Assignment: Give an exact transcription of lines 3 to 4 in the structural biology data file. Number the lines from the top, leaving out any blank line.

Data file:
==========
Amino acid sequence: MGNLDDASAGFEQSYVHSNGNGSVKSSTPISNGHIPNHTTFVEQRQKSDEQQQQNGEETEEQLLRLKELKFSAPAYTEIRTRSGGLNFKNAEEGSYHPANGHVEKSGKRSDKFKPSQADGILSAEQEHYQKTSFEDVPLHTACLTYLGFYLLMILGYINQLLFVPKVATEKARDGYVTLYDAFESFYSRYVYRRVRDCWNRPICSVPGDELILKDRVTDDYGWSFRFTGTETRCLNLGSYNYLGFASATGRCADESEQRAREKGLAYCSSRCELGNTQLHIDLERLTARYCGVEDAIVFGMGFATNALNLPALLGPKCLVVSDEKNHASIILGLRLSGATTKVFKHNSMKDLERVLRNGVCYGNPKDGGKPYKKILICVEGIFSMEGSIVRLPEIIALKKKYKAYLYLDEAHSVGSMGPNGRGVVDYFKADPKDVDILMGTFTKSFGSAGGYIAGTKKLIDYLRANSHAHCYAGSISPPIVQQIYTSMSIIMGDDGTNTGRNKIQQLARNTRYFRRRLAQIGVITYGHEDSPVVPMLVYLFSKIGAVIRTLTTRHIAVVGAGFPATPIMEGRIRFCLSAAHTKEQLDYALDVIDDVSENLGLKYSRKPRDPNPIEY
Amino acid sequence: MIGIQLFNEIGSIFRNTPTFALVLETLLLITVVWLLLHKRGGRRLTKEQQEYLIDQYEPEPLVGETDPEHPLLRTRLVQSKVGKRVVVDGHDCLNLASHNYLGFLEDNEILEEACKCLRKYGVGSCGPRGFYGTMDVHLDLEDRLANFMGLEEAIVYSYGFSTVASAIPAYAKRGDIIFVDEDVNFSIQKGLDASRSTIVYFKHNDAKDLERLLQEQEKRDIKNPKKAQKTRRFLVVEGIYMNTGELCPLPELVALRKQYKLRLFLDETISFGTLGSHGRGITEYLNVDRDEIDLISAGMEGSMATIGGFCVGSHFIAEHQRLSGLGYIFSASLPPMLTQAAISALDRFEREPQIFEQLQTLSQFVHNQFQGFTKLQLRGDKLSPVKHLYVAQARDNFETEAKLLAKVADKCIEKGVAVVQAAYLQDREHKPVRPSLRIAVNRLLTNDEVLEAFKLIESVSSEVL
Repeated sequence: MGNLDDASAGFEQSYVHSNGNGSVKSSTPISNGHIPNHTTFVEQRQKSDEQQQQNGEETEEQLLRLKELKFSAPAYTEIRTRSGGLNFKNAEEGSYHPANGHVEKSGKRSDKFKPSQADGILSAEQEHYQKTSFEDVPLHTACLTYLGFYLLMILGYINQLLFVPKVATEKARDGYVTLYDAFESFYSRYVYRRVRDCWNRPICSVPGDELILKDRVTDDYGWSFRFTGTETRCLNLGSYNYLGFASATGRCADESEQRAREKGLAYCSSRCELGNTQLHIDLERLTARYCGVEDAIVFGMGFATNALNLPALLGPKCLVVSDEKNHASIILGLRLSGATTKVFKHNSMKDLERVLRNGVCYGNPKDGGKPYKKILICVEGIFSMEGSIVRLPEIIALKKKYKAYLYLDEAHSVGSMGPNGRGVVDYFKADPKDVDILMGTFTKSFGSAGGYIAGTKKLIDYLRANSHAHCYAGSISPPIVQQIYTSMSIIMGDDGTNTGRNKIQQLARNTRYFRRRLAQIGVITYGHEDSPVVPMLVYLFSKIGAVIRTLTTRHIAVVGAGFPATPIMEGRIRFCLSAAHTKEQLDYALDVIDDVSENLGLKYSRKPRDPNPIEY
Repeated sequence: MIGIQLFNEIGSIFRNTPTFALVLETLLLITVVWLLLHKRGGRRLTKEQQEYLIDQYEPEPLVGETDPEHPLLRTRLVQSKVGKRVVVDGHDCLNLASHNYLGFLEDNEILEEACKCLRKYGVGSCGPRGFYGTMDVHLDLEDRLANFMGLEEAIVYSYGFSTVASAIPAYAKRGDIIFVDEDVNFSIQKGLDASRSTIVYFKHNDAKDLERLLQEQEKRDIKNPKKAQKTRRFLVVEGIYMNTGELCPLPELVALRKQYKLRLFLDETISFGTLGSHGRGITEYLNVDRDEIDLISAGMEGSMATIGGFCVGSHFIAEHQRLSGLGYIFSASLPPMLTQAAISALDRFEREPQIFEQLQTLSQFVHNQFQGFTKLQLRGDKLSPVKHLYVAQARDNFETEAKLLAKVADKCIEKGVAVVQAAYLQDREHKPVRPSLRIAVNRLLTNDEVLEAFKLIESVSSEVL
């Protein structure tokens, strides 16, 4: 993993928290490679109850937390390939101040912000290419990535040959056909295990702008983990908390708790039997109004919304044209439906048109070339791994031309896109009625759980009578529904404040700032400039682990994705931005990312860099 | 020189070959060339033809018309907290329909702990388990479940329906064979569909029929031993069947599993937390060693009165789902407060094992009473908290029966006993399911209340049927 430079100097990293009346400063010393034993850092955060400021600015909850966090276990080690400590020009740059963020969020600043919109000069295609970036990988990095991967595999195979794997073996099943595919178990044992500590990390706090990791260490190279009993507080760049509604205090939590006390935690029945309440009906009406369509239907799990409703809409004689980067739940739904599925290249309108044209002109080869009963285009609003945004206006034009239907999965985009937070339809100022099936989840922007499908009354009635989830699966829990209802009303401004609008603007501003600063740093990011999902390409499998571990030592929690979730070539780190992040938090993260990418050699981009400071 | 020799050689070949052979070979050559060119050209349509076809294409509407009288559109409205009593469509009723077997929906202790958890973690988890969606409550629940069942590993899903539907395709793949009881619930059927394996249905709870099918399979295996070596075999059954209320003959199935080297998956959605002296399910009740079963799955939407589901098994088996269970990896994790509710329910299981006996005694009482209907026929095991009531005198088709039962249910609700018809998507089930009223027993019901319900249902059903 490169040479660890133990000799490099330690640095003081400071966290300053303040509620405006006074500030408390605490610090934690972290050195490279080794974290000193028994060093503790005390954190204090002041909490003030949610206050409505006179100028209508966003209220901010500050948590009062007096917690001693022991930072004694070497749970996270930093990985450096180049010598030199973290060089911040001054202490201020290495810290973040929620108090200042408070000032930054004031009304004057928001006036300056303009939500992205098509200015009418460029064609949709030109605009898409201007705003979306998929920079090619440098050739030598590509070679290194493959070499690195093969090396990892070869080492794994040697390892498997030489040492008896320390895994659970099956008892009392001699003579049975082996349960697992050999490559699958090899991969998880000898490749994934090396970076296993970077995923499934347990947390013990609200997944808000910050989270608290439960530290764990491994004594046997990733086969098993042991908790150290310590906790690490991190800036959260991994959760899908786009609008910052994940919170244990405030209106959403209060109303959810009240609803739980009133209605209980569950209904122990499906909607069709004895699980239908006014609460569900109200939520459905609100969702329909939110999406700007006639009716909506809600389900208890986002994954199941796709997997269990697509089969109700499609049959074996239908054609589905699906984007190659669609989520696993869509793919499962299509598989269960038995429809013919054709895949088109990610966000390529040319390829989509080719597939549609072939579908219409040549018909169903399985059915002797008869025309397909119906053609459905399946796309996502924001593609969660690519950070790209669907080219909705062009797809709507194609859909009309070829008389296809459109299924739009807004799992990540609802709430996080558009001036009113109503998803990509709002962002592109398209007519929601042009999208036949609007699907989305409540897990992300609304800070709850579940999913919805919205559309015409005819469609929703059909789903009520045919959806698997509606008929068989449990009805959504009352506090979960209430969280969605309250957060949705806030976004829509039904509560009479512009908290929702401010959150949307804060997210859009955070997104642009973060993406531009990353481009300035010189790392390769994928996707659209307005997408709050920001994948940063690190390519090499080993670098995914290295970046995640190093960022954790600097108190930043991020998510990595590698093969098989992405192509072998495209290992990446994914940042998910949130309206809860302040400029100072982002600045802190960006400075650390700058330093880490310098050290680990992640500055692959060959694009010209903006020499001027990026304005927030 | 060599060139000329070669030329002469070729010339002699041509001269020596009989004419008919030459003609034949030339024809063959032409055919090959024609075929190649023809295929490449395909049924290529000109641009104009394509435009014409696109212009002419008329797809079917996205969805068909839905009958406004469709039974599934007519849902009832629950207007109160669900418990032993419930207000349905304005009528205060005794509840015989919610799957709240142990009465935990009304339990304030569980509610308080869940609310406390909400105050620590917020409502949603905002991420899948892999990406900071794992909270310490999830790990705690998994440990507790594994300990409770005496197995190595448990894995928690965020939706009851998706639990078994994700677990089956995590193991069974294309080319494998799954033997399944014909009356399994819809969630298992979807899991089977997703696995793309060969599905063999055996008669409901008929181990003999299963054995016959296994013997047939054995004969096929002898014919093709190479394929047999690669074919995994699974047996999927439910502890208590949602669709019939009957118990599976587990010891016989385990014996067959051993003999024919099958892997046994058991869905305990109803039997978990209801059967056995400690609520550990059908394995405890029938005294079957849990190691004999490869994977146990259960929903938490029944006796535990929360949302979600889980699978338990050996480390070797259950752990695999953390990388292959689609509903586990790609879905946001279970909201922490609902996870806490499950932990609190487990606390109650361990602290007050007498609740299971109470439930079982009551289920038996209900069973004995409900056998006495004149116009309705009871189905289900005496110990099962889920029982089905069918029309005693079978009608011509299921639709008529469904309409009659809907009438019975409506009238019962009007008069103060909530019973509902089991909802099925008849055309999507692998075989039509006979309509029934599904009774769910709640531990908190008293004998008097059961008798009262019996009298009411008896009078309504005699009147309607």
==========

Repeated sequence: MGNLDDASAGFEQSYVHSNGNGSVKSSTPISNGHIPNHTTFVEQRQKSDEQQQQNGEETEEQLLRLKELKFSAPAYTEIRTRSGGLNFKNAEEGSYHPANGHVEKSGKRSDKFKPSQADGILSAEQEHYQKTSFEDVPLHTACLTYLGFYLLMILGYINQLLFVPKVATEKARDGYVTLYDAFESFYSRYVYRRVRDCWNRPICSVPGDELILKDRVTDDYGWSFRFTGTETRCLNLGSYNYLGFASATGRCADESEQRAREKGLAYCSSRCELGNTQLHIDLERLTARYCGVEDAIVFGMGFATNALNLPALLGPKCLVVSDEKNHASIILGLRLSGATTKVFKHNSMKDLERVLRNGVCYGNPKDGGKPYKKILICVEGIFSMEGSIVRLPEIIALKKKYKAYLYLDEAHSVGSMGPNGRGVVDYFKADPKDVDILMGTFTKSFGSAGGYIAGTKKLIDYLRANSHAHCYAGSISPPIVQQIYTSMSIIMGDDGTNTGRNKIQQLARNTRYFRRRLAQIGVITYGHEDSPVVPMLVYLFSKIGAVIRTLTTRHIAVVGAGFPATPIMEGRIRFCLSAAHTKEQLDYALDVIDDVSENLGLKYSRKPRDPNPIEY
Repeated sequence: MIGIQLFNEIGSIFRNTPTFALVLETLLLITVVWLLLHKRGGRRLTKEQQEYLIDQYEPEPLVGETDPEHPLLRTRLVQSKVGKRVVVDGHDCLNLASHNYLGFLEDNEILEEACKCLRKYGVGSCGPRGFYGTMDVHLDLEDRLANFMGLEEAIVYSYGFSTVASAIPAYAKRGDIIFVDEDVNFSIQKGLDASRSTIVYFKHNDAKDLERLLQEQEKRDIKNPKKAQKTRRFLVVEGIYMNTGELCPLPELVALRKQYKLRLFLDETISFGTLGSHGRGITEYLNVDRDEIDLISAGMEGSMATIGGFCVGSHFIAEHQRLSGLGYIFSASLPPMLTQAAISALDRFEREPQIFEQLQTLSQFVHNQFQGFTKLQLRGDKLSPVKHLYVAQARDNFETEAKLLAKVADKCIEKGVAVVQAAYLQDREHKPVRPSLRIAVNRLLTNDEVLEAFKLIESVSSEVL